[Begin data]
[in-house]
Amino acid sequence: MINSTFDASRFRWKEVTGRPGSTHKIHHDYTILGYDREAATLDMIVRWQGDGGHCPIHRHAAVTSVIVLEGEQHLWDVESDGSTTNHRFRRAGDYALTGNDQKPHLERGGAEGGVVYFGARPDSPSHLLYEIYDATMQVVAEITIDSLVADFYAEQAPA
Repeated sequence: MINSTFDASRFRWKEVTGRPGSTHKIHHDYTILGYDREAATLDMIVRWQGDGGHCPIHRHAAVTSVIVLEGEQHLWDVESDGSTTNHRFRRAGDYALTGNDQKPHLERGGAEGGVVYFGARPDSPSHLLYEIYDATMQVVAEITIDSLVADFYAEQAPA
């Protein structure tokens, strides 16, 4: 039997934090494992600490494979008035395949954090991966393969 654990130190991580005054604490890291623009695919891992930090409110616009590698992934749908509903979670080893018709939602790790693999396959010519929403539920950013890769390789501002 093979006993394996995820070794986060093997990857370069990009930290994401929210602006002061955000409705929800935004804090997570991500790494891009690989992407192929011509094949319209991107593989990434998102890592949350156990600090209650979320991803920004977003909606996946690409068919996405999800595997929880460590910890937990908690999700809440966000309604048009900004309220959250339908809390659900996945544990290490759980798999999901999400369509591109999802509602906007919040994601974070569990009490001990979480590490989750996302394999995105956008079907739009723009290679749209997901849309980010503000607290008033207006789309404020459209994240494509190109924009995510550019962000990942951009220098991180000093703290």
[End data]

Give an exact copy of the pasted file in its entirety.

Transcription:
[in-house]
Amino acid sequence: MINSTFDASRFRWKEVTGRPGSTHKIHHDYTILGYDREAATLDMIVRWQGDGGHCPIHRHAAVTSVIVLEGEQHLWDVESDGSTTNHRFRRAGDYALTGNDQKPHLERGGAEGGVVYFGARPDSPSHLLYEIYDATMQVVAEITIDSLVADFYAEQAPA
Repeated sequence: MINSTFDASRFRWKEVTGRPGSTHKIHHDYTILGYDREAATLDMIVRWQGDGGHCPIHRHAAVTSVIVLEGEQHLWDVESDGSTTNHRFRRAGDYALTGNDQKPHLERGGAEGGVVYFGARPDSPSHLLYEIYDATMQVVAEITIDSLVADFYAEQAPA
């Protein structure tokens, strides 16, 4: 039997934090494992600490494979008035395949954090991966393969 654990130190991580005054604490890291623009695919891992930090409110616009590698992934749908509903979670080893018709939602790790693999396959010519929403539920950013890769390789501002 093979006993394996995820070794986060093997990857370069990009930290994401929210602006002061955000409705929800935004804090997570991500790494891009690989992407192929011509094949319209991107593989990434998102890592949350156990600090209650979320991803920004977003909606996946690409068919996405999800595997929880460590910890937990908690999700809440966000309604048009900004309220959250339908809390659900996945544990290490759980798999999901999400369509591109999802509602906007919040994601974070569990009490001990979480590490989750996302394999995105956008079907739009723009290679749209997901849309980010503000607290008033207006789309404020459209994240494509190109924009995510550019962000990942951009220098991180000093703290």